Michelle Obama Reflects on 2020 Black Lives Matter Movement
In 2020, an estimated 15 to 26 million people participated in nationwide demonstrations sparked by the death of George Floyd by police officers in Minneapolis. This was the largest movement in US history. On December 22nd, former First Lady Michelle Obama took to Instagram to reflect on the ongoing impact of the Black Lives Matter movement and the importance of accepting generosity, kindness and humanity on both an individual and societal level.
“For me, the holidays were always an opportunity to slow down and think,” wrote the former first lady. “We’ve been through so much in the past year, from the devastation of the pandemic to the ups and downs of a hard-won election. But what perhaps I have left most is the passionate message of justice and empathy that defines black has Lives Matter protests all over the world. “
“I hope that more people can find it in their hearts to meet these screams of propriety not with suspicion but with love and the willingness to listen.”
Addressing isolated cases of empathy, Michelle shared a video of Patrick Hutchinson, a protester in the UK who showed unwavering humanity as he escorted a stranger to safety during a protest against Black Lives Matter in June, despite the possibility that the man might one man was a counter-protester. “I want to highlight this story because it’s hard to see so many people distort the unity and justice of these protests,” wrote Michelle. “They have sown seeds of division and misrepresented those who cry out for justice as troublemakers or criminals. The truth is that the millions around the world who came up with their self-made marks marched with the same kind of compassion that Mr. Hutchinson here shows. “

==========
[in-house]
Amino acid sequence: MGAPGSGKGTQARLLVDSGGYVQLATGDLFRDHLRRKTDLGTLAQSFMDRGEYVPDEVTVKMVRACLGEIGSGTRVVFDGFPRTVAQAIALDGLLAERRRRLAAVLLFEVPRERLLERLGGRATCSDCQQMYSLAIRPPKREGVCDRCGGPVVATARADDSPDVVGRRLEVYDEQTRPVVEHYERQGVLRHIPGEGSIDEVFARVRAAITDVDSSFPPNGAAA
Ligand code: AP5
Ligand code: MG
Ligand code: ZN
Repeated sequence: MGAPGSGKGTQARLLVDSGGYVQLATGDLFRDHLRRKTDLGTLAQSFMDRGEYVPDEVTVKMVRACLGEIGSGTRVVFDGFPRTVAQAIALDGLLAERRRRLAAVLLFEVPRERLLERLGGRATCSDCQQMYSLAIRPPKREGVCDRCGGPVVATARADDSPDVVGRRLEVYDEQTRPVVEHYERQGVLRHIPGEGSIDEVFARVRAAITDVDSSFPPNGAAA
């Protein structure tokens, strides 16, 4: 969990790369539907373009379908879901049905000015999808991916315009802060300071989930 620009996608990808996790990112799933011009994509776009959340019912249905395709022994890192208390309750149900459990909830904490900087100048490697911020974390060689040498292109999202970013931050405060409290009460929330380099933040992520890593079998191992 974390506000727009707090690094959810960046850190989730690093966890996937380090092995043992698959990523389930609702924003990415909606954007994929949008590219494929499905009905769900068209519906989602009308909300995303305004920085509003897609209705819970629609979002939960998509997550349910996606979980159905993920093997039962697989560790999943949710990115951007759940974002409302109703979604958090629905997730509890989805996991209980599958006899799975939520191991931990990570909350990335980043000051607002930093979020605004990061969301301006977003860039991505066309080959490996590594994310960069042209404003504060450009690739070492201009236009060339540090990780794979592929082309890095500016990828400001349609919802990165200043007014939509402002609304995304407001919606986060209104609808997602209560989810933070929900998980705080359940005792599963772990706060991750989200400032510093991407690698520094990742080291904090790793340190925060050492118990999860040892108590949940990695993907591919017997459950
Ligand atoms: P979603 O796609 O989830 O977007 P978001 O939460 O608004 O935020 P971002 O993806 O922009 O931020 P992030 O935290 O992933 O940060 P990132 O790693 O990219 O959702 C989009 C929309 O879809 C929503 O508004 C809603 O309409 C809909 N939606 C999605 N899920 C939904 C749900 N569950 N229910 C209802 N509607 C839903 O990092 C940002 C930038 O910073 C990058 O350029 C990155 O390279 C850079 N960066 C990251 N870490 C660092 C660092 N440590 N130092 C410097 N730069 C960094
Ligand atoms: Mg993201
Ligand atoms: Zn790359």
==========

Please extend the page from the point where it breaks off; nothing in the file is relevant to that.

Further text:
It is this kind of empathy and compassion that the former first lady hopes will fuel future protests and demonstrations. “I hope that more people can find it in their hearts to meet these screams of propriety not with suspicion but with love and the willingness to listen,” she wrote. “Because, as the COVID-19 crisis has made clear, our fate is inextricably linked. When the slightest of us has problems, we all somehow feel this pain. And if we stop talking and march for equality, none of us will us doing this. ” Ever really be free. “
With the New Year in mind, Michelle pleaded that we all use what we learned about humanity and kindness in 2020 and apply those lessons to move forward in the ongoing struggle for social and racial justice. “I pray that in 2021 more of us will try to understand the experiences of those who don’t look, choose, or think like us,” she wrote. “I pray that we learn to pause when we are tempted to react in anger or suspicion. And I pray that we prefer generosity and kindness to our worst impulses. It is not always easy. But it is a start.”